Indeed, Najib’s popularity had risen sharply according to a recent survey done by the Merdeka Center. Teoh’s death sends a reminder to voters that the police and the anti-corruption body are in pressing need of serious reforming. For PR supporters, their resolve to work for a change of federal government will be strengthened.
What one must conclude from this incident is that Najib’s chosen course of reform avoids his major challenge, which is to restore the credibility of the police, the judiciary and the anti-corruption apparatus.
As long as he sidesteps this duty, his other attempts at change will not be taken seriously. Indeed, even his allies within BN are feeling a greater need to put pressure publicly on Najib.
For starters, it would be wise of Najib to call off MACC’s blatant campaign against the Selangor government.
The writer is a fellow at the Institute of Southeast Asian Studies. His latest book is “Arrested Reform: The Undoing of Abdullah Badawi” (Refsa).
Some 500 people gathered outside the Plaza Masalam building in Shah Alam last night for a candlelight vigil held to mourn the death of Teo Beng Hock.
Led by Selangor Menteri Besar Khalid Ibrahim, the crowd paid tribute to the 30-year-old former journalist, who was described by friends and former colleagues as a good-hearted and friendly person.
Teo, who was working as the political secretary to Selangor state executive councillor Ean Yong Hean Wah, is said to have plunged to his death from the building.
He was last seen at the Malaysian Anti-Corruption Commission (MACC) Selangor office – located on the 14th floor of the building – where he was brought in for questioning over investigations into alleged misappropriation of funds by his boss.
Addressing the crowd, Ean Yong demanded a detailed explanation from MACC and Prime Minister Najib Abdul Razak over his aide’s death.
“This is a tragedy that could have been avoided if MACC followed proper procedures,” said the exco, his voice cracking with grief.
“He was only a
witness. I never thought he would not back.”
According to MACC, Teo was called in at 6pm yesterday and was questioned until 3.45am but was allowed to leave after that. However, Teo had instead chose to ‘rest’ on a sofa in the MACC office and was last seen at 6am.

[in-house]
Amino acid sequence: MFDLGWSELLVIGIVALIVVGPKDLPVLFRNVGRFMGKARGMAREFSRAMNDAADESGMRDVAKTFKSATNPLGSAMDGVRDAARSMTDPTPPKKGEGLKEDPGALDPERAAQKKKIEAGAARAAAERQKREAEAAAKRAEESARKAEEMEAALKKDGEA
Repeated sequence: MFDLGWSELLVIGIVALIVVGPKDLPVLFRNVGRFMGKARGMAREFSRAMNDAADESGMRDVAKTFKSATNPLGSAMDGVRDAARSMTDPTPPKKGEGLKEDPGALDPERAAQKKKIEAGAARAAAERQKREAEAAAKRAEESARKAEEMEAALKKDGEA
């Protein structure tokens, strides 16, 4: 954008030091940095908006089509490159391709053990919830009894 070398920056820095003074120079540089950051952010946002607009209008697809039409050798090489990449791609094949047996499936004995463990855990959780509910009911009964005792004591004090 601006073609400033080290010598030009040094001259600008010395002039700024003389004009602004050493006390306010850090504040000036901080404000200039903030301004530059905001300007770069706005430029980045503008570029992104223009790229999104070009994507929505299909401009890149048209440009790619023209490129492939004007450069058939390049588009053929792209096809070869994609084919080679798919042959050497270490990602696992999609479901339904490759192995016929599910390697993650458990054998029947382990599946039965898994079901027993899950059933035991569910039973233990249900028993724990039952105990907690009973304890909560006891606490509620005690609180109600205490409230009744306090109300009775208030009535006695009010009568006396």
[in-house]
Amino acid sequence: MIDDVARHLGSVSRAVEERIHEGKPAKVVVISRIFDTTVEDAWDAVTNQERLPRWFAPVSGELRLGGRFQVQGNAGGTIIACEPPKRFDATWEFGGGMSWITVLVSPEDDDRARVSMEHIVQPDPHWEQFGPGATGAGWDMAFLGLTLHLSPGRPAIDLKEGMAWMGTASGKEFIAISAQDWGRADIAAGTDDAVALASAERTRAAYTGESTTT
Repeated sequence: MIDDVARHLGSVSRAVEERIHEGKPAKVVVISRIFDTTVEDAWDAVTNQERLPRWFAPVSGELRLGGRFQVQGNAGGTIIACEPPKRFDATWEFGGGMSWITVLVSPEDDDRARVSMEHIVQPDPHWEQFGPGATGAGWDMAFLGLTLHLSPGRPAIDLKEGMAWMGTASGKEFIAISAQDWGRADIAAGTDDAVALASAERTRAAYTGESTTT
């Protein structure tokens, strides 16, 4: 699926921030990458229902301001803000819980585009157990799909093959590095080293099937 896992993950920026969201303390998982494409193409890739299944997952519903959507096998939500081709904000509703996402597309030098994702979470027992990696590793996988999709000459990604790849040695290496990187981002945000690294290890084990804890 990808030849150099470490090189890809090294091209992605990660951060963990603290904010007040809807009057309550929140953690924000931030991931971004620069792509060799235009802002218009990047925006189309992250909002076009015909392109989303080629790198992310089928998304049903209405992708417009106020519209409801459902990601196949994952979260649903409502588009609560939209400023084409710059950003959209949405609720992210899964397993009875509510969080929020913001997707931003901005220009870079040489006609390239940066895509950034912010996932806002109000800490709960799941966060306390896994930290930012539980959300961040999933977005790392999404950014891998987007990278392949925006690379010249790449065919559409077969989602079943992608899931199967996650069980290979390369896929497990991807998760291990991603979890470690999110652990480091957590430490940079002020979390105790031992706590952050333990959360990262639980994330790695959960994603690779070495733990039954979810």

His body was discovered on the roof top of Plaza Masalam, more than seven hours later – at 1.30pm – by a janitor. He had apparently fallen from the MACC tower block which is adjacent to the plaza.
‘Goes in alive, comes out a corpse’
Klang MP Charles Santiago told the crowd that a “good man went to the MACC (to assist them in their investigations) and came out a corpse.”
“How can we expect MACC or the police to protect the common man?” he asked.
The crowd also vented their anger towards Najib and chanted slogans such as ‘MACC murderers’ and ‘BN is cruel’.
Kampung Tunku assemblyperson Lau Weng San claimed that the ongoing MACC probe against Selangor Pakatan Rakyat state reps was nothing short of persecution.
“Najib has declared war on Selangor. He wants to take this state like how he took Perak,” added PKR supreme council member Badrul Hisham Shaharin.
Throughout the vigil, the participants who knew Teo recalled their final encounters with the deceased.
“He parks his car beside mine everyday. Now, I will not be able to see him anymore,” lamented Abdul Razak Ismail, the aide of Selangor exco member Dr Xavier Jeyakumar.
“I had meals with him so many times. I cannot believe that he is gone. MACC must pay for this,” a distraugted DAP party worker from Perak told Malaysiakini.
Fiancee barred from seeing his remains
Earlier in the evening, drama broke out on the fifth floor of Plaza Masalam when the police refused to allow Teo’s fiancee to see his body.
“Please… please just let me see him once,” she pleaded, sobbing uncontrollably.
The pair had known each other for five years and were supposed to register their marriage today.
Counsel for Teo’s family Gobind Singh Deo expressed regret that the police only allowed Teo’s elder brother to see the body.
He also criticised the police for only informing the family that they could appoint their own pathologist to inspect the body at the eleventh hour.
Gobind said the family was given only about half an hour to bring a pathologist. He confirmed that three pathologist were already at the scene.
“We have asked for the preliminary findings but they have given naught,” he exclaimed.
Another Selangor exco member Ronnie Liu demanded that the attorney-general take stern action against those responsible for Teo’s death.
“If MACC did not take him, he would still be alive. MACC must be charged for murder or manslaughter,” he said.
Eyebrows were also raised as to why the police forensics team took almost nine hours to remove the body.
At about 9.15pm, the police took Teo’s body out of the building through the loading bay, avoiding the horde of journalists, photographers and vigilers gathered at the main entrances.
The police truck carrying the body sped off from the crowded car park en route to the Tengku Ampuan Rahimah Hospital in Klang, where a post-mortem will be carried out today.
It is understood that at least two forensics team inspected Teo’s body.